Fast forward after college and I’m working in regional theaters in various parts: often enjoyable and always “supporting.”

Walking out of the theater after a rehearsal, a visiting director du jour was in an advice-giving mood.

“You know Bjorn, you need to understand that you’re not a leading man. You’re not Tom Cruise.”

Does Tom Cruise know he’s the go-to definition of “leading man?” He probably does. He’s Tom Cruise.

I sighed inwardly, but kept listening. He was 50-something. I was 20-something. So many of my instructors and directors had been 50 or 60-somethings at this point and they usually had some good insight gleaned from the decades of experience they had over me.

“You’re a character actor, like me.”

This was a change. When people invoked Tom Cruise, Lord High Leading Man, the insight usually ended there. They certainly didn’t associate themselves with me.

“It can be frustrating, I know. Because you’re as much an actor as the guys who get the leading roles — maybe more so as a character actor because you’re going to do all different types of parts.”

This was leading somewhere.

“So what’s going to happen is you’re going to put in the time. 20 years. 25 years. And then, all of a sudden, the phone starts ringing. You’re getting auditions. You’re getting gigs. Because you’ve built a body of work as a character actor.”

He provided some examples of the diverse work he had been getting, which, I had previously learned from other instructors, is what you do: you get work from every which where.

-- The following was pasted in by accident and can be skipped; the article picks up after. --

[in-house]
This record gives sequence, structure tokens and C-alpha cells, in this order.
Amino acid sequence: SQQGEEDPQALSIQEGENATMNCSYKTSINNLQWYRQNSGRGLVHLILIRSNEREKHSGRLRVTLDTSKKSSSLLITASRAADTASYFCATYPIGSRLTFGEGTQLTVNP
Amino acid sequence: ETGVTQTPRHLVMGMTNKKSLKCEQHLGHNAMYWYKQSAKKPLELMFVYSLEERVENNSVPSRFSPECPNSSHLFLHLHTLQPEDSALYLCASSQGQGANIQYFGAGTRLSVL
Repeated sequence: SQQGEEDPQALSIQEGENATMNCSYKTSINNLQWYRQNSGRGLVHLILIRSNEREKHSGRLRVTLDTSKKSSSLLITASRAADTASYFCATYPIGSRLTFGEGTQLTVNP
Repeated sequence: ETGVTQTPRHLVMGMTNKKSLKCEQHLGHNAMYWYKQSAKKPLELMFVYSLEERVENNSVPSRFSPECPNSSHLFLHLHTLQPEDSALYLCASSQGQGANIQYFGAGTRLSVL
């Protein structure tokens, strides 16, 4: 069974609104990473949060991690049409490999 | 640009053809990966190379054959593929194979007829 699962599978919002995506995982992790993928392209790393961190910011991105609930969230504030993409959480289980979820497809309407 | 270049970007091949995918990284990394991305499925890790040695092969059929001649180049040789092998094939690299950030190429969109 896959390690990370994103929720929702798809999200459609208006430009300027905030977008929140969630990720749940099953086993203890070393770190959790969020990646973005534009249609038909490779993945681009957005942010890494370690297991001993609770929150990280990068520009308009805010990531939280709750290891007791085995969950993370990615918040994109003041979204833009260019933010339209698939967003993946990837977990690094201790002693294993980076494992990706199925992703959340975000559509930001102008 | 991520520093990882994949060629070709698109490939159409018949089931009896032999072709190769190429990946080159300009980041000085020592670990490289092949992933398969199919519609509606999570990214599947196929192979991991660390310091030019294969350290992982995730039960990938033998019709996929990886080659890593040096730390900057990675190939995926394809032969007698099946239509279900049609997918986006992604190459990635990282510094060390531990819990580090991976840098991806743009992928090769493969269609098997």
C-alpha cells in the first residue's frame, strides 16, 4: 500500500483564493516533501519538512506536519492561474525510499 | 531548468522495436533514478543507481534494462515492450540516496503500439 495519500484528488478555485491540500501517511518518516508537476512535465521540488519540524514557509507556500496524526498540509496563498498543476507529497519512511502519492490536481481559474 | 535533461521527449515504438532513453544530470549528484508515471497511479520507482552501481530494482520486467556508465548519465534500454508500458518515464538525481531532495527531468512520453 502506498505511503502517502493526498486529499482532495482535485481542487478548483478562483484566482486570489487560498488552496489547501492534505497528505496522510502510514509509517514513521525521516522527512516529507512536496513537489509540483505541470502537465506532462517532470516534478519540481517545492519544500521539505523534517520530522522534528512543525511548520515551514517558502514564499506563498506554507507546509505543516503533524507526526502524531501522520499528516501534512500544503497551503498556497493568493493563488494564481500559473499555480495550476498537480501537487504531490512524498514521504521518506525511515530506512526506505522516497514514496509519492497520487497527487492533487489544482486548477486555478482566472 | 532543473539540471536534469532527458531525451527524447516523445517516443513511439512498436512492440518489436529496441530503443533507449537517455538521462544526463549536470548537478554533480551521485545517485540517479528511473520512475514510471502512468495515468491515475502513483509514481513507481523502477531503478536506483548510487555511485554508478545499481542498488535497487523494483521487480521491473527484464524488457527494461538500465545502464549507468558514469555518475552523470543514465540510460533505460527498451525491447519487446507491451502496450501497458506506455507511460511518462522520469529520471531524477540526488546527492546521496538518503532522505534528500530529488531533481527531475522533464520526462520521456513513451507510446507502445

“So that’s what I’m saying. Stick with it and you can be a Dabney Coleman. You could be a David Warner!”

Now, tormenting Mathew Broderick and harassing Dolly Parton were not top of my acting bucket list. But trying to take over the world or simply making Patrick Stewart question his light-counting abilities? Talk about actor motivation.

I’ve never forgotten that moment… because it was the time David Warner went from being an actor I admired to an actor I aspire to emulate. Actually, I think that’s the moment where I realized he had been a subconscious role model for the work I wanted to do as an actor. And I’ve thought of that moment each time I’ve watched his performances since and I quite consciously study them.

I could be a David Warner?

That’s an impossible dream, but a dream worth dreaming.

(I mean, I don’t think I can ever pull off playing a character named Spicer Lovejoy, for one).

Thank you for your prodigious body of work, David Warner. May your memory be a blessing.

Passion Counts: Patton Oswalt Edition

Lest any of you think I’m going to populate the blog with repeatedly grim tales of people being sucky (as I have for a couple Wednesdays and this morning), I just wanted to highlight the Patton Oswalt interview I linked in last week’s post about film distribution.

Patton Oswalt, circa 2018 (the time of the interview)

Really, if you are at all interested in his career or perspective on things (he is a tremendous film geek in addition to his other geekdoms), the hour will fly by. And it’s applicable to any creative industry.

Video

Desolate Dreams

Those of you who know I grew up listening to vintage radio will understand that I jumped at the chance to provide a radio announcer voice for that era… and I’m very happy that it’s part of the short film Desolate Dreams, being developed now by filmmaker Kiyoka Rhodes and a fantastic team. Besides the video, be sure to check out their website to learn more about the people working to bring this film to life and how you can support it.